Easley blackwood's ingenious dowsing rod for locating aces and kings has been in public use for a rather long time. Unfortunately, there remain hordes of players who fail to recognize that their Blackwood franchise conveys both rights and obligations.
The asker enjoys the privilege of backing his partner into a corner and demanding to know how many aces he holds. Painful though it might be, the responder must assume the role of the stooge. He must answer questions but, with rare and specifically prescribed exceptions, he may not ad-lib.
In presenting the following deal, it is not our purpose to glorify crime. In fact, we intend to express righteous indignation with North's recalcitrant refusal to conform. But it may be that the yarn we started to spin has got a bit out of hand.
When North made a jump raise of the opening bid, South was amply justified in cocking his arm for a slam effort. He reasoned properly that if partner held two aces the slam would be a virtual cinch and even with only one ace there should be a reasonable chance if partner could produce a heart holding that was not too unattractive.
However, North's five-club response confessed to an utter lack of aces and South, of course, signed off at five spades. North, imbued with the idea that he held more than he might have had for his jump to three spades, went blithely on to six spades.
Observe please that South had announced in no uncertain terms: "Partner, if you have no aces a slam is unmakable." But North, not in a mood to be regimented, expressed views of his own in a manner which said scornfully: "Partner, I am convinced that you know not whereof you speak."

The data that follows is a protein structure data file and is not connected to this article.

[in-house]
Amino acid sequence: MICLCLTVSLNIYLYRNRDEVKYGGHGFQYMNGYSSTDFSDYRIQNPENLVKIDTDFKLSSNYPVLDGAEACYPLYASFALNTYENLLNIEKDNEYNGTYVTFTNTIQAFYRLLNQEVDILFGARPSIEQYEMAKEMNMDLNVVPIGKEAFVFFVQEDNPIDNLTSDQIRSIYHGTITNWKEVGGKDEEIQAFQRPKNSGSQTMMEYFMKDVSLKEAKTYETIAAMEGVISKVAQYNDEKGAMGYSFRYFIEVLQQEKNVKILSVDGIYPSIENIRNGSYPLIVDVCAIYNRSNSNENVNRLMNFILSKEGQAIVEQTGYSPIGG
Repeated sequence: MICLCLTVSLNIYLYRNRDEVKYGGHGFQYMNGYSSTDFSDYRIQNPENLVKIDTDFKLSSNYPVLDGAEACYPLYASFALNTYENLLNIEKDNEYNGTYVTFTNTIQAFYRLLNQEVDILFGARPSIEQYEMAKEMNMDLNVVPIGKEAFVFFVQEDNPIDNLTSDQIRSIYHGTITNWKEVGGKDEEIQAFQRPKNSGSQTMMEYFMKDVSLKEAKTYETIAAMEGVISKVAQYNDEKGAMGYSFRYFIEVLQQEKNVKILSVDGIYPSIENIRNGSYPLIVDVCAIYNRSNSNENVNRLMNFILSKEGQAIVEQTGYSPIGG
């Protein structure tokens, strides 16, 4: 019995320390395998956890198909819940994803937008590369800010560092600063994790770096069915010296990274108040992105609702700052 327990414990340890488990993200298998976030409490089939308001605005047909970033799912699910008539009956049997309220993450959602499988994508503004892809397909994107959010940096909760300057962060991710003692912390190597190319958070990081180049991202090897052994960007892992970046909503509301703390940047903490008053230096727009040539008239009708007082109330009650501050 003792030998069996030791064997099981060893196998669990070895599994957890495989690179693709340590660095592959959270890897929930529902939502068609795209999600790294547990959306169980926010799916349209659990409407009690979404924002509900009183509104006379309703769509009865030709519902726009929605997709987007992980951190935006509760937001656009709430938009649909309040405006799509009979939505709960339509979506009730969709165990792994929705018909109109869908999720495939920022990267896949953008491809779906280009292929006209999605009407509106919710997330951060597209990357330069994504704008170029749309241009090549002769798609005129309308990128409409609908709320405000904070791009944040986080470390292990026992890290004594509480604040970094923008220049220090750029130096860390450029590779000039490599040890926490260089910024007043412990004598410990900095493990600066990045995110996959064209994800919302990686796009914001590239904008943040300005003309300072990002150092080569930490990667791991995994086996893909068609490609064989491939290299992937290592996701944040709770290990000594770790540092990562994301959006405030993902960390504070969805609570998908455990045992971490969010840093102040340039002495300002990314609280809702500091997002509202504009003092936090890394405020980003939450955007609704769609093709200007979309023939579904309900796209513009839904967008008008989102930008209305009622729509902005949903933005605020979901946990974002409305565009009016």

Because I must doff my hat to success, the discipline of my organization has been torn to shreds. After the lead of the 6 of spades, if declarer was emotionally affected at sight of the "impossible" dummy that North put down he gave no outward indication of it. He won in dummy and immediately led a diamond.
Without discussing the merits of East's play, we merely report that he ducked, hoping to put declarer to a guess. South's choice of the card to play is noteworthy. He selected the queen, thus painting for West a false picture of a finesse against the king.
Declarer then led the club 7. West took the trick and led a heart, hoping to find partner with a trick in that suit. Declarer was in, drew trumps and shed his three remaining diamonds on dummy's good clubs.
No brief is held for the defense, but South deserves a full measure of tribute for making his plays in just the sequence to provide him with whatever chance there was of bringing home his forlorn hope, even though the result—from East and West's viewpoint—was a complete miscarriage of justice.